In a Platonic dialogue, Socrates describes Homer as “the best and most divine of the poets.” Not a bad blurb, if taken at face value. Such an exalted position, however, could not remain unchallenged. Homer’s excellence, not to mention his very existence, has been frequently called into question over the millennia.Read more
“Chemistry and Physics Get Million from Loeb,” blared the Harvard Crimson headline. “Funds will modernize laboratory facilities and establish chemistry chairs.” The donor: scientist Morris Loeb ’83. A million dollars is indeed generous. But on the Harvard scale, did it really warrant a Crimson headline?Read more
It takes a daring man, or a very erudite professor, to name a book Philology. Hardly anybody seems to know what the word means. And for that very reason, the professional organization of classicists to which I belong—the American Philological Association (APA)—is currently in the process of jettisoning its name.Read more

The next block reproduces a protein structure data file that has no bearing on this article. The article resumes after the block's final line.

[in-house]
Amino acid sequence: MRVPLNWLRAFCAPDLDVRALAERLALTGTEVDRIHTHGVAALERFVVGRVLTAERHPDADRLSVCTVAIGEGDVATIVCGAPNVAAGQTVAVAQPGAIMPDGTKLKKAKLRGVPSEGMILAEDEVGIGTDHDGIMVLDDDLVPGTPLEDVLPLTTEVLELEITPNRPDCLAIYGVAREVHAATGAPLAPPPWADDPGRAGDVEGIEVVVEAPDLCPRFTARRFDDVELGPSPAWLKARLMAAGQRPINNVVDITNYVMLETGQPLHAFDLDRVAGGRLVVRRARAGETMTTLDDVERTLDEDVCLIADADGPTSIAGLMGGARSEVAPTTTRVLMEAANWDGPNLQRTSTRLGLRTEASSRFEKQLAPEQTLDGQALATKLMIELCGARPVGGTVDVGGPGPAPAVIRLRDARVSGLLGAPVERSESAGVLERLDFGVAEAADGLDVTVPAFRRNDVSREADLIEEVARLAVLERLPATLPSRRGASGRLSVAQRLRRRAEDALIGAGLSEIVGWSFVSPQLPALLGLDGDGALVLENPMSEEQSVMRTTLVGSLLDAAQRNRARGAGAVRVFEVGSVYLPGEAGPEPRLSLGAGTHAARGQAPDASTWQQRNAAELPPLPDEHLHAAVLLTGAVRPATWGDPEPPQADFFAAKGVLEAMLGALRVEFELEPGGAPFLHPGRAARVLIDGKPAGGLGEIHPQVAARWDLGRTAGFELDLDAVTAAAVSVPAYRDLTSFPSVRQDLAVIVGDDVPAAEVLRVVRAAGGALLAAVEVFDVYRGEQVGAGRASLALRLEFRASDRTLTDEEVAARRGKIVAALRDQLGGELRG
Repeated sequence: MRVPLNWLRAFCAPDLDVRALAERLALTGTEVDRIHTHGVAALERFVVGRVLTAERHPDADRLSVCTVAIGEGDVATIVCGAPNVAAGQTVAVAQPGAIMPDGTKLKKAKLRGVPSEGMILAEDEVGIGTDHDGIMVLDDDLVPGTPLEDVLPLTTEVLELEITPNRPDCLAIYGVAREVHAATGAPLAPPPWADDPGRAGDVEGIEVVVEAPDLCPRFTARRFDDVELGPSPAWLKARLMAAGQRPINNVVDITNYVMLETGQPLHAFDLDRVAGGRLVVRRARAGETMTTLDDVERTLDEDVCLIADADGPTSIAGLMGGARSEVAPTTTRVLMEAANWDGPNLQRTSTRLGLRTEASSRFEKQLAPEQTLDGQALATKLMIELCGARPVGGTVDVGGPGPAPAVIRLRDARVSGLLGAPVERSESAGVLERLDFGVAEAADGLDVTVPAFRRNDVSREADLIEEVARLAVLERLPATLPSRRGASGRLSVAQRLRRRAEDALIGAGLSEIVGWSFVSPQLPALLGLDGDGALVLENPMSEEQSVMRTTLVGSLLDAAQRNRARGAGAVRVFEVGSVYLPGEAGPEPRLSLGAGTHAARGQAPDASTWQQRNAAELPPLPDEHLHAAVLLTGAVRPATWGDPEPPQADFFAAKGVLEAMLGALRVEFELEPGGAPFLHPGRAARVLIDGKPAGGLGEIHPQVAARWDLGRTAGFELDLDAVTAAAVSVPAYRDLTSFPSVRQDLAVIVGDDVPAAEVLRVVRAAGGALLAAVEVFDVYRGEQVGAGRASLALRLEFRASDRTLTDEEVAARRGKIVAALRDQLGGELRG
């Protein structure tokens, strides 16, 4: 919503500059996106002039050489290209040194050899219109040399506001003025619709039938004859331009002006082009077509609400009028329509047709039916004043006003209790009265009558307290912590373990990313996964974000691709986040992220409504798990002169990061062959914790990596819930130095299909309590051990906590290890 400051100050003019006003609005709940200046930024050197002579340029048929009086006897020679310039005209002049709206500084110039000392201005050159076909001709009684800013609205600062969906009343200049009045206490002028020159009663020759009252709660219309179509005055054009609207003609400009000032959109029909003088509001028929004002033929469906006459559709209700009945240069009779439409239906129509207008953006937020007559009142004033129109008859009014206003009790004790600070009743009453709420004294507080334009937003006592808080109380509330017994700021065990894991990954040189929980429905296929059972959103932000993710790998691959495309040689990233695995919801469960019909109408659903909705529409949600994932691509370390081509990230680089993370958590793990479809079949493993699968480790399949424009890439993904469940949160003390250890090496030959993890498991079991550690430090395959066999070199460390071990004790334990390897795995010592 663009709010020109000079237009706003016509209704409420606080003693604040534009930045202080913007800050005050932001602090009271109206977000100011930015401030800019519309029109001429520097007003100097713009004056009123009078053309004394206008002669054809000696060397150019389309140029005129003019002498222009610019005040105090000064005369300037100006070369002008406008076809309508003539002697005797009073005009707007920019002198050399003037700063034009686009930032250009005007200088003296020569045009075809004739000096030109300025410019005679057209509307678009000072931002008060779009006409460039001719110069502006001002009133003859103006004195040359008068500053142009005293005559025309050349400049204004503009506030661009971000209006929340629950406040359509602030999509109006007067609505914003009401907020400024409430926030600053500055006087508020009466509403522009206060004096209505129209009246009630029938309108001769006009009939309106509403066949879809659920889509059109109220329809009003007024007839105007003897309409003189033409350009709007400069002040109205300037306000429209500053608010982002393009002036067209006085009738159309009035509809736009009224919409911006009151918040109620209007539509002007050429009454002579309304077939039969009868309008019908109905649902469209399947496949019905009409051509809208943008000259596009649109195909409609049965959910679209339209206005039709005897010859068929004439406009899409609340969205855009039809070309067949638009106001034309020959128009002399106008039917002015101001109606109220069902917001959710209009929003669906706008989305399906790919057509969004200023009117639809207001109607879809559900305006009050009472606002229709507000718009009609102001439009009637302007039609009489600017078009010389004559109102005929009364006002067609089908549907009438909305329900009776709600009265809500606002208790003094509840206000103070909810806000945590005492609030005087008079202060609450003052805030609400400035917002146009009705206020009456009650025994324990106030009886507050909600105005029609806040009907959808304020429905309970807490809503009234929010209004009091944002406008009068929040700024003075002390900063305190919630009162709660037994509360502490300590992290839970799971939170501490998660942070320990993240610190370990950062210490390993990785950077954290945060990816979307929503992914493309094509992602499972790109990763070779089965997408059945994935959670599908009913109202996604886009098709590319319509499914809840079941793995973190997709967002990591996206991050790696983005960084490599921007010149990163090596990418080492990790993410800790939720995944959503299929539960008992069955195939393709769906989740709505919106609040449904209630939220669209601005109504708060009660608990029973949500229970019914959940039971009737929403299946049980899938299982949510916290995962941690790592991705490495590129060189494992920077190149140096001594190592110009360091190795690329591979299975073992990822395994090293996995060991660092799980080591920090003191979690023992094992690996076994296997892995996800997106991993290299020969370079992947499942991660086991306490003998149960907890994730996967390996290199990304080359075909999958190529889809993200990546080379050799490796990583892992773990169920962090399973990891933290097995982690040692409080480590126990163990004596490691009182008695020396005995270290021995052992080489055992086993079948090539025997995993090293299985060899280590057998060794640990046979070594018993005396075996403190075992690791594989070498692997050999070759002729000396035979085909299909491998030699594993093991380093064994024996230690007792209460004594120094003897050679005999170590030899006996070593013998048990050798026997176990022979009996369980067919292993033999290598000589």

Okay, history buffs, let’s do a brief test, a free-association game about the Bronze Age. I say Mycenae, you instantly shout out, “Agamemnon.” I say Minoans, you say, “palace of Knossos.” Troy—“Schliemann, Priam, Hecuba, Trojan horse.” Egypt—“Ramses.” This is easy, right? On to the next level. I say Hittites, you say—“Suppiluliuma?”Read more
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